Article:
6. ^ Hanson, Kenneth R.; Rose, Irwin A. (1975-01-01). "Interpretations of enzyme reaction stereospecificity". Accounts of Chemical Research. 8 (1): 1–10. doi:10.1021/ar50085a001. ISSN 0001-4842.
  7. ^ a b c PDB: 1w6u​; Alphey MS, Yu W, Byres E, Li D, Hunter WN (January 2005). "Structure and reactivity of human mitochondrial 2,4-dienoyl-CoA reductase: enzyme-ligand interactions in a distinctive short-chain reductase active site". The Journal of Biological Chemistry. 280 (4): 3068–3077. doi:10.1074/jbc.M411069200. PMID 15531764.
  8. ^ a b c d e Yu W, Chu X, Chen G, Li D (February 2005). "Studies of human mitochondrial 2,4-dienoyl-CoA reductase". Archives of Biochemistry and Biophysics. 434 (1): 195–200. doi:10.1016/j.abb.2004.10.018. PMID 15629123.
  9. ^ a b Hua T, Wu D, Ding W, Wang J, Shaw N, Liu ZJ (August 2012). "Studies of human 2,4-dienoyl CoA reductase shed new light on peroxisomal β-oxidation of unsaturated fatty acids". The Journal of Biological Chemistry. 287 (34): 28956–28965. doi:10.1074/jbc.M112.385351. PMC 3436514. PMID 22745130.
  10. ^ Fillgrove KL, Anderson VE (October 2001). "The mechanism of dienoyl-CoA reduction by 2,4-dienoyl-CoA reductase is stepwise: observation of a dienolate intermediate". Biochemistry. 40 (41): 12412–12421. doi:10.1021/bi0111606. PMID 11591162.
  11. ^ a b Mizugaki M, Kimura C, Nishimaki T, Kawaguchi A, Okuda S, Yamanaka H (August 1983). "Studies on the metabolism of unsaturated fatty acids. XII. Reaction catalyzed by 2,4-dienoyl-CoA reductase of Escherichia coli". Journal of Biochemistry. 94 (2): 409–413. doi:10.1093/oxfordjournals.jbchem.a134370. PMID 6355075.
  12. ^ Liang X, Thorpe C, Schulz H (August 2000). "2,4-Dienoyl-CoA reductase from Escherichia coli is a novel iron-sulfur flavoprotein that functions in fatty acid beta-oxidation". Archives of Biochemistry and Biophysics. 380 (2): 373–379. doi:10.1006/abbi.2000.1941. PMID 10933894.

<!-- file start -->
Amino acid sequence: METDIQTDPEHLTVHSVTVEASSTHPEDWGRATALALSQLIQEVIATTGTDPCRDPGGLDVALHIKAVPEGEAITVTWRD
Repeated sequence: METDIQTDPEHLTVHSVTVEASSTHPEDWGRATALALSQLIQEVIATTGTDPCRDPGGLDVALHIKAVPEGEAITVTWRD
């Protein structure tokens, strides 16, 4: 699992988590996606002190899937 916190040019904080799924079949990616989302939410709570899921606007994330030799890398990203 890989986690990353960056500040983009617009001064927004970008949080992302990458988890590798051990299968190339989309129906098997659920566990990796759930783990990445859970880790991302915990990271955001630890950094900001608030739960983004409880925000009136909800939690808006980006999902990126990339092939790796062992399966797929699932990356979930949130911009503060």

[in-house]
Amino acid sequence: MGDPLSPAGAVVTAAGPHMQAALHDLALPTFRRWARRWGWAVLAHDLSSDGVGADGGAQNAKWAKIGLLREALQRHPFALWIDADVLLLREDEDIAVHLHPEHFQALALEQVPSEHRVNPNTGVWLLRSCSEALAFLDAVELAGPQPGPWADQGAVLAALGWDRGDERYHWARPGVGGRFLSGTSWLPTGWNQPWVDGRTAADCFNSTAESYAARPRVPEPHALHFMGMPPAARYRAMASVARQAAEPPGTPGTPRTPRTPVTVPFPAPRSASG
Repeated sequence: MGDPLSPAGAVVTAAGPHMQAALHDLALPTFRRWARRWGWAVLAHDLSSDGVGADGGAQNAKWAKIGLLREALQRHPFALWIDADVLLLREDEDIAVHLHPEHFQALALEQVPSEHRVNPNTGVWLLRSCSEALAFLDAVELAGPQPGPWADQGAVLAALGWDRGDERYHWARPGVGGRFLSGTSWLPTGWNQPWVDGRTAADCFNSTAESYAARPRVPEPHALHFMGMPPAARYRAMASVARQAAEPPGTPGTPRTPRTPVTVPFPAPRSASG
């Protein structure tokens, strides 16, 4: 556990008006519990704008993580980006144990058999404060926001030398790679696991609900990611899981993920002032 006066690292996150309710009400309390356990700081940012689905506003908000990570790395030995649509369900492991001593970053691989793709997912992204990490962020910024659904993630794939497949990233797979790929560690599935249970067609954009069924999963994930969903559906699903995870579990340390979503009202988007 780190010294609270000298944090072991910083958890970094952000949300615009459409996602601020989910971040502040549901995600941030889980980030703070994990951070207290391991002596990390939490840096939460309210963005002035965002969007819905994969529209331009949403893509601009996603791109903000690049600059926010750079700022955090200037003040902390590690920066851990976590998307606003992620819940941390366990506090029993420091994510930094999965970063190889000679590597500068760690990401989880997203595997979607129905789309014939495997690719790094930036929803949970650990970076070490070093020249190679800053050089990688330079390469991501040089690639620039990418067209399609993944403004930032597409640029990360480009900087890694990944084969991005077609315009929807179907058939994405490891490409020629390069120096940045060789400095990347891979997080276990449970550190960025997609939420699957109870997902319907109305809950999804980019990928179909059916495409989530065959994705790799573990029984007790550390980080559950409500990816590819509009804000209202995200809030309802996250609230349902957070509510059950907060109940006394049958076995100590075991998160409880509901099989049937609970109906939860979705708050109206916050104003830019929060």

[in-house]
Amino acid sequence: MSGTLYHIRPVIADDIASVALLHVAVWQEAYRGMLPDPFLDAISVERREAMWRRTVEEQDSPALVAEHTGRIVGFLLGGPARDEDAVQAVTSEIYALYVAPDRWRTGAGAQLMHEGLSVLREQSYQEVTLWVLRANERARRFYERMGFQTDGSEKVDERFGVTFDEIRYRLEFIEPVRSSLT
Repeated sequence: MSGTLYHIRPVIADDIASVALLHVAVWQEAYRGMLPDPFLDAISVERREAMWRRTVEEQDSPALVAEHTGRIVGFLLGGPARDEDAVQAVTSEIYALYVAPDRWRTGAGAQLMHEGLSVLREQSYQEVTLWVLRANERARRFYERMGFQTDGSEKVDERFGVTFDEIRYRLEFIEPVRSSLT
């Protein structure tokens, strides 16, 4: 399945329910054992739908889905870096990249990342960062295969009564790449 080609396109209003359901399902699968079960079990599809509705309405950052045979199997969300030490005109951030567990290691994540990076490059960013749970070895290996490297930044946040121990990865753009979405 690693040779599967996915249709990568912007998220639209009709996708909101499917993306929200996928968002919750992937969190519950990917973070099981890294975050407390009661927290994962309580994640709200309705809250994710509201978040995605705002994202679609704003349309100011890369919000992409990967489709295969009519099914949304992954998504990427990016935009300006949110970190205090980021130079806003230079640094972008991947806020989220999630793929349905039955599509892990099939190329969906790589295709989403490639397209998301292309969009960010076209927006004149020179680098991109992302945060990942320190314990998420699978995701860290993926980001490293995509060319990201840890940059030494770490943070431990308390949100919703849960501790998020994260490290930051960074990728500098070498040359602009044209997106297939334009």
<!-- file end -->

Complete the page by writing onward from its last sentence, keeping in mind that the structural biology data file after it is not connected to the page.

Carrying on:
13. ^ Hubbard PA, Liang X, Schulz H, Kim JJ (September 2003). "The crystal structure and reaction mechanism of Escherichia coli 2,4-dienoyl-CoA reductase". The Journal of Biological Chemistry. 278 (39): 37553–37560. doi:10.1074/jbc.M304642200. PMID 12840019.
  14. ^ Tu X, Hubbard PA, Kim JJ, Schulz H (January 2008). "Two distinct proton donors at the active site of Escherichia coli 2,4-dienoyl-CoA reductase are responsible for the formation of different products". Biochemistry. 47 (4): 1167–1175. doi:10.1021/bi701235t. PMID 18171025.
  15. ^ Ylianttila MS, Pursiainen NV, Haapalainen AM, Juffer AH, Poirier Y, Hiltunen JK, Glumoff T (May 2006). "Crystal structure of yeast peroxisomal multifunctional enzyme: structural basis for substrate specificity of (3R)-hydroxyacyl-CoA dehydrogenase units". Journal of Molecular Biology. 358 (5): 1286–1295. doi:10.1016/j.jmb.2006.03.001. PMID 16574148.
  16. ^ Emekli U, Schneidman-Duhovny D, Wolfson HJ, Nussinov R, Haliloglu T (March 2008). "HingeProt: automated prediction of hinges in protein structures". Proteins. 70 (4): 1219–1227. doi:10.1002/prot.21613. PMID 17847101. S2CID 26975077.
  17. ^ Roe CR, Millington DS, Norwood DL, Kodo N, Sprecher H, Mohammed BS, et al. (May 1990). "2,4-Dienoyl-coenzyme A reductase deficiency: a possible new disorder of fatty acid oxidation". The Journal of Clinical Investigation. 85 (5): 1703–1707. doi:10.1172/JCI114624. PMC 296625. PMID 2332510.
  18. ^ Miinalainen IJ, Schmitz W, Huotari A, Autio KJ, Soininen R, Ver Loren van Themaat E, et al. (July 2009). "Mitochondrial 2,4-dienoyl-CoA reductase deficiency in mice results in severe hypoglycemia with stress intolerance and unimpaired ketogenesis". PLOS Genetics. 5 (7): e1000543. doi:10.1371/journal.pgen.1000543. PMC 2697383. PMID 19578400.

External links[edit]